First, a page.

Preservation of machinery in working condition is therefore inevitably a compromise. It is vital to analyse the risks, and balance them against the returns, always bearing in mind that the aim is long term preservation.

Wear may be reduced by not making the machinery work as hard as it once did. A stationary engine, for example, can 'tick over' with its driven machinery 'off-load'. Likewise, a wind or watermill designed to mill flour can demonstrate its modus operandi by rotating without actually grinding grain.

Reducing the speed and/or load of historic machinery reduces wear and risk of damage, as well as the cost of fuel and consumables. However, idling machinery often becomes neglected and poorly maintained, and is often no less dangerous than when operating at full load and speed.


Before adopting a course of action it is essential to carry out a thorough assessment of the potential consequences, including what might go wrong and the severity of the result, before examining how best to mitigate or manage the risks. There is no ideal solution, but the most comprehensive assessment can often be achieved by an experienced specialist liaising with those caring for the machinery.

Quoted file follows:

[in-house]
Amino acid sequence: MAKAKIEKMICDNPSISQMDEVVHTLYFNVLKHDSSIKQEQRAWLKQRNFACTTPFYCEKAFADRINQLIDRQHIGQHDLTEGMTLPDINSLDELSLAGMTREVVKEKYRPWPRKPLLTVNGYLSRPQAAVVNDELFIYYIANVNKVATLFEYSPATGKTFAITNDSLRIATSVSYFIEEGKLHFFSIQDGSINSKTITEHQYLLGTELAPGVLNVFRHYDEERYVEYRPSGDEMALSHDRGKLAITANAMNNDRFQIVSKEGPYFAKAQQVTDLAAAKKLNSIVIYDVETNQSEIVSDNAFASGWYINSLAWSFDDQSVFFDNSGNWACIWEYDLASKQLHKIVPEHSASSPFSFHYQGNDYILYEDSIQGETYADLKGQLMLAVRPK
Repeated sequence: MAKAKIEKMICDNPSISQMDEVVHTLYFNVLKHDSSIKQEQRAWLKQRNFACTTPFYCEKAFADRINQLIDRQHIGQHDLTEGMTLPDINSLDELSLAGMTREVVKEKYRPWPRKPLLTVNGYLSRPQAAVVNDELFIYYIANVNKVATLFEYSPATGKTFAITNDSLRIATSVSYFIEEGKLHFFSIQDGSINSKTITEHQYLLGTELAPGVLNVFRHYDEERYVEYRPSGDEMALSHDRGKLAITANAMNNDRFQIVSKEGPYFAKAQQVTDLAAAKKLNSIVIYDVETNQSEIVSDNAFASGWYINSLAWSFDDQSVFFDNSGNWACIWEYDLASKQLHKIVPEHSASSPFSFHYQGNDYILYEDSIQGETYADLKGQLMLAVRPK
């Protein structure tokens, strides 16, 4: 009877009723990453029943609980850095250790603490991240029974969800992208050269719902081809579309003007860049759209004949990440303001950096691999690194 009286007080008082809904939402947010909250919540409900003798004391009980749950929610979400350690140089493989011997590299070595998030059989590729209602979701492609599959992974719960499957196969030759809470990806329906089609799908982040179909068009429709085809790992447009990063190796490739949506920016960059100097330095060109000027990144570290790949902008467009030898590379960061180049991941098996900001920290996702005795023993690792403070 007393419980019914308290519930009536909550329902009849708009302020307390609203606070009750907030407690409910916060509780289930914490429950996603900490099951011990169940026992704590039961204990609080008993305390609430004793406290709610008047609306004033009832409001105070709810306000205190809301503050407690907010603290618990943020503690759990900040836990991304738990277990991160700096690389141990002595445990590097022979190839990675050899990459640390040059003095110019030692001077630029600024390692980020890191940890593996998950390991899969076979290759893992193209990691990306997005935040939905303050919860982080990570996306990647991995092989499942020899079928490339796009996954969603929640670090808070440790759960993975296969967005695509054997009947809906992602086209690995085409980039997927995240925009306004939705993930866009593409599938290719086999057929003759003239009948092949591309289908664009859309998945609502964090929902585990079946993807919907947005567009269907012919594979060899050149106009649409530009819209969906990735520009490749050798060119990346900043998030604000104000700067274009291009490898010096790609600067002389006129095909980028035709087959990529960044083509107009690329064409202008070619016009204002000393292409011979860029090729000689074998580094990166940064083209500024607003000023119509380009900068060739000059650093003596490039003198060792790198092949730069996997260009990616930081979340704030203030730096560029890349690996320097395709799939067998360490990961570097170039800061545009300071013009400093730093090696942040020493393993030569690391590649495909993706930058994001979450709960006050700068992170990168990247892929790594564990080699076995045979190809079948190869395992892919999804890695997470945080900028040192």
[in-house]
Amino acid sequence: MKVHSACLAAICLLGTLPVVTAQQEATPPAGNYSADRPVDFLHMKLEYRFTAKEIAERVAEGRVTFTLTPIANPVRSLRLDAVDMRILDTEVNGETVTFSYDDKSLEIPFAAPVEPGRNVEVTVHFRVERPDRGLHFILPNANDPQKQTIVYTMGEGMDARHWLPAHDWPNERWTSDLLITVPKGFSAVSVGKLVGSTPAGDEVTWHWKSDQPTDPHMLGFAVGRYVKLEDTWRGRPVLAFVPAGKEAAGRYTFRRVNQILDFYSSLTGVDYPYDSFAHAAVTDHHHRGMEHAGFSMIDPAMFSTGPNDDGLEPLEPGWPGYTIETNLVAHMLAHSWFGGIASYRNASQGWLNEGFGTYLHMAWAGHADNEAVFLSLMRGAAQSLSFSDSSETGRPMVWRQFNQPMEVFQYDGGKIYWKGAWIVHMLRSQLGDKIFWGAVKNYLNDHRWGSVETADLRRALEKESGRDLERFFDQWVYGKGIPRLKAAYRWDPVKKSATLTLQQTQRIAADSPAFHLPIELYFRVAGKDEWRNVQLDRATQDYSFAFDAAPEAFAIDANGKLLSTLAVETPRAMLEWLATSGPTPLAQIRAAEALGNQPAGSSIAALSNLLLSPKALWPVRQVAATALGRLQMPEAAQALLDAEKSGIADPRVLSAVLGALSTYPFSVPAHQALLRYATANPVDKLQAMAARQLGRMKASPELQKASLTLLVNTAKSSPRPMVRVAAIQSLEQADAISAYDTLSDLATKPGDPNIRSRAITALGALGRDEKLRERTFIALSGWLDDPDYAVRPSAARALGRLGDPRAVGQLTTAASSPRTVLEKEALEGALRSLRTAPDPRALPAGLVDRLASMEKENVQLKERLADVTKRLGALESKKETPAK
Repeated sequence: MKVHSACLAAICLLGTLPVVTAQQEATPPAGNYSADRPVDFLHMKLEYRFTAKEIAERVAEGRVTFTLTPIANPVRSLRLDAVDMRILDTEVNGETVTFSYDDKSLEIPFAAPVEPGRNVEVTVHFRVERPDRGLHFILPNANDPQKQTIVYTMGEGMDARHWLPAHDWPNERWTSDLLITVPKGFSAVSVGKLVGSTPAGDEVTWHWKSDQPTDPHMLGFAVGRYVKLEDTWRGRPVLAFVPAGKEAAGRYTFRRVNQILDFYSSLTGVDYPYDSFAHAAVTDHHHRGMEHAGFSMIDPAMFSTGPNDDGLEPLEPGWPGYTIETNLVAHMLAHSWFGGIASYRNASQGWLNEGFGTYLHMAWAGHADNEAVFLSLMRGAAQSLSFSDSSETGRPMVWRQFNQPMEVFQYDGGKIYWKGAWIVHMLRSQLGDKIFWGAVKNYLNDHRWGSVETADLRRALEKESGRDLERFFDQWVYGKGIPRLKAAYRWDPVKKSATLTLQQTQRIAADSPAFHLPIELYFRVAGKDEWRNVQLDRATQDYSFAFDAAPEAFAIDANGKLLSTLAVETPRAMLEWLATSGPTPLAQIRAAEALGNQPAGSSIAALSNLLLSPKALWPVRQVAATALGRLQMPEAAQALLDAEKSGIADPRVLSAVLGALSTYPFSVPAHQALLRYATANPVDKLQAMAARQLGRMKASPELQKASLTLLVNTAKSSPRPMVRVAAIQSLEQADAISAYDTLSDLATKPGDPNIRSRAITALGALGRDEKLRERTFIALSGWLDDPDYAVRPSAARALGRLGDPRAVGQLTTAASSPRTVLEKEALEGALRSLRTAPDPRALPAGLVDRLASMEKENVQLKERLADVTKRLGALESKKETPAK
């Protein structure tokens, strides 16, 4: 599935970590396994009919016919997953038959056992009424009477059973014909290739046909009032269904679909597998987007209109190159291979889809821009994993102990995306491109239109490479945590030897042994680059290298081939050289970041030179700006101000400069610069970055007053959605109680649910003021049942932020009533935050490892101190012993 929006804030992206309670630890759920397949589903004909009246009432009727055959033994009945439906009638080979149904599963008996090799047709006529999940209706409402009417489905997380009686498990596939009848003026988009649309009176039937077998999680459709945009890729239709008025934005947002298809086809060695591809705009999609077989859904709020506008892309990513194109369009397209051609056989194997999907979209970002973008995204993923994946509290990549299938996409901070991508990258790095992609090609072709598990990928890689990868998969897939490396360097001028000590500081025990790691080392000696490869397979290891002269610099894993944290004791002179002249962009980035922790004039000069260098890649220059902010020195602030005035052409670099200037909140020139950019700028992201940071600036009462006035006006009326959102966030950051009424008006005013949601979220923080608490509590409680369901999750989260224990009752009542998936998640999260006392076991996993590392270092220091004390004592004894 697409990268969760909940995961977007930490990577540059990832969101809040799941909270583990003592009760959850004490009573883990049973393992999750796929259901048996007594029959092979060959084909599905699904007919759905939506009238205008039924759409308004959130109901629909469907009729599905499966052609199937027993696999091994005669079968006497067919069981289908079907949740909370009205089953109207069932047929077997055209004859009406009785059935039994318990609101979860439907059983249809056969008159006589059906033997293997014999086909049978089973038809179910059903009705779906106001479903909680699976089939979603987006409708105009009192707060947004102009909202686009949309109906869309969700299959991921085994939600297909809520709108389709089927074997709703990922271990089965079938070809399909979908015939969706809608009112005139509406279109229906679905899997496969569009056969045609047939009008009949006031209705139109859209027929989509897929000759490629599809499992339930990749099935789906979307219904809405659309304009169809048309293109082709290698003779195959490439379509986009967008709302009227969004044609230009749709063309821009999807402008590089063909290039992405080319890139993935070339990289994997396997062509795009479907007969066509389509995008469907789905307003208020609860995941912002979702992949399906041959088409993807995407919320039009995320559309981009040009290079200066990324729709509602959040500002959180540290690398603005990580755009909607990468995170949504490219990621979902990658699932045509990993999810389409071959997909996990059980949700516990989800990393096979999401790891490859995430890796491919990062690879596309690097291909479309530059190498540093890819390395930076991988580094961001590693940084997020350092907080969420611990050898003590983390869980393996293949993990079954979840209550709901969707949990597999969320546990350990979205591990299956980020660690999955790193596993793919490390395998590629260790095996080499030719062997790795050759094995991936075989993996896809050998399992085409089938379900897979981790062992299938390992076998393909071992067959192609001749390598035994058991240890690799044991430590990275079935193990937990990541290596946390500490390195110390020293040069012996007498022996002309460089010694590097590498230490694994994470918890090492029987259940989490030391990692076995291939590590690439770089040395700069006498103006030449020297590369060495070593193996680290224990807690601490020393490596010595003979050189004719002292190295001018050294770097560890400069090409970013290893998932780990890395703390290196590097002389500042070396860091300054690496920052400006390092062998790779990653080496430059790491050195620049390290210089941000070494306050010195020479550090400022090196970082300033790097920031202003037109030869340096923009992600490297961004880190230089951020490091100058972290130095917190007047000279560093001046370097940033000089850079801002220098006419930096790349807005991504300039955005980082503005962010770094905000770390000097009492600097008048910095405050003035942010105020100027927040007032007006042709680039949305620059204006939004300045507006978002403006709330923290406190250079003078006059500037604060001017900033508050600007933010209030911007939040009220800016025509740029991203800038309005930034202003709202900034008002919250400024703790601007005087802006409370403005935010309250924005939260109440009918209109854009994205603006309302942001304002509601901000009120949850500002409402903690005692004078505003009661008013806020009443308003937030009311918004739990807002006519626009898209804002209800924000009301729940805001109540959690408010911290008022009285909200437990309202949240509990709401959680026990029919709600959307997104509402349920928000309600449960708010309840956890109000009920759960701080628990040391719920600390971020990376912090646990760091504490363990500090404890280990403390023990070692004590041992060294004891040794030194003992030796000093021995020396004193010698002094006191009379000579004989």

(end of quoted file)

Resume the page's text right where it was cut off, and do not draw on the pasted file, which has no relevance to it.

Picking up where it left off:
Account must be taken of the limitations of the historic machinery:

  • it may have been built of relatively weak materials which could have deteriorated or contain hidden defects, and some parts may be over-stressed, or become so in use
  • access for inspection, cleaning, and maintenance may be difficult or risky, and the machinery may be difficult to start, run or stop.
  • unknowns may include the history of use/misuse of the machinery, and the condition of materials and internal parts.

The output of the risk-assessment should include:

  • analysis of the hazards and measures to manage them, perhaps incorporated into safety notes
  • operation guidelines (including starting, operating and stopping procedures)
  • maintenance schedules (including cleaning, inspection, lubrication and housekeeping). These should be written, adopted by proprietors, issued to operatives, signed for by them and backed-up by appropriate training.
  Damaged wooden windshaft Windshaft repairs
  Early timber components are rare and should be preserved wherever possible. This wooden windshaft broke in a high wind and was repaired with a steel sleeve.


It is essential that working machinery is under the control of one competent person who is accorded and accepts full responsibility for all aspects of the operation. (This is particularly necessary where volunteers, who tend to function by consensus, are involved.) Operation of complex machinery by 'committee' is dangerous, whereas clearly devolved responsibility, enforced with a degree of discipline, can enhance safety.